Concise Sass Mixin for Media Queries

If you want, jump to the codepen for this article first.

Using sass for media queries is pretty popular — there’s plenty of libraries just for this. Sass is a lot more powerful (especially with dart-sass) than people who have been using Sass for a long time might realize, and we can write some really expressive mixins and functions these days.

End result first:

Code is meant to be read by developers first and foremost. Before I explain what the above snippet does — make a guess. Sass like this isn’t about saving characters for the code’s sake, it’s about writing code with clear intent.

For each argument to the at-each() mixin, it treats the first argument (if present) as a breakpoint and the second as a parameter to pass along to the mixin’s @content . That is, the above code compiles to

Using the mixin results in clearer code and no duplication (you only reference font-size in one place.) It lowers the difficulty in changing single CSS value per breakpoint down to only adding one more meaningful line.

Here’s the source.

  • First up, we’ll use the newer sass modules syntax and @use "sass:map"; . You could easily rewrite this to use the (deprecated) unnamespaced sass map functions instead.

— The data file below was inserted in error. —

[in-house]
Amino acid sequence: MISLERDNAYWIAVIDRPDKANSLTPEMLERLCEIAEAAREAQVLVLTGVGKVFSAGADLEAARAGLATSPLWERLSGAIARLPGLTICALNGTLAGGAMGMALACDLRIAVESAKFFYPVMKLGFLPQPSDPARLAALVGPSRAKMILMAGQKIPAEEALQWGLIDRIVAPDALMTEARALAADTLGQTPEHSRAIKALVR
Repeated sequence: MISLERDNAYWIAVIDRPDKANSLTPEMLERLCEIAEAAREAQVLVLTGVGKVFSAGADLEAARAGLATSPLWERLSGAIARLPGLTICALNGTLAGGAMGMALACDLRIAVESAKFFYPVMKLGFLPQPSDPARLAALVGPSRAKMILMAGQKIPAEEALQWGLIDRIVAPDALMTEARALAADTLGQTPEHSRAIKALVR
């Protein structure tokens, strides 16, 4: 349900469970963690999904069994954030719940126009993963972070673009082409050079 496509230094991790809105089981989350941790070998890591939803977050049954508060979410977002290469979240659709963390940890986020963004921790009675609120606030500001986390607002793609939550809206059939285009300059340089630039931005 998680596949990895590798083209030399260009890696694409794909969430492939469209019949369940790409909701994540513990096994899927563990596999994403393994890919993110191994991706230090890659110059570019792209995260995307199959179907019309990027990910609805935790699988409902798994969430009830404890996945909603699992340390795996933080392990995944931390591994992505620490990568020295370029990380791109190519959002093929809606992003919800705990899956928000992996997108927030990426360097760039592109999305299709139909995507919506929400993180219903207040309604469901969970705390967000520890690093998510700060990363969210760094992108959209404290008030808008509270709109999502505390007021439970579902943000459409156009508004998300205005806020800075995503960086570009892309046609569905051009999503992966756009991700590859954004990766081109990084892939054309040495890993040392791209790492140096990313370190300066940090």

• Next, Sass supports arbitrary arguments via a spread-like operator. Since we’re going to loop over $map right away, it’s a great fit here.
  • We’re using map.has-key() and map.get() to look up breakpoints by key from our $breakpoints map. Note that, if there’s no match it’ll just use the first argument as the breakpoint, meaning something like @include at-each(400px purple, 500px gold) { will work exactly the way the developer might hope.
  • Next, while @content is certainly not a new feature, you might not know that it can take arguments. Arguments passed in get assigned to variables when you using the mixin by the using () syntax. @include at-each(...) using ($size) { assigns the first argument passed @content to $size .

Other examples of things you can write with this mixin:

Here’s a codepen to play around with:

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Kevin Hamer

Kevin Hamer

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The Principal Engineer at Imarc, Erratic Author on Medium. Writing about web development and being a better web developer.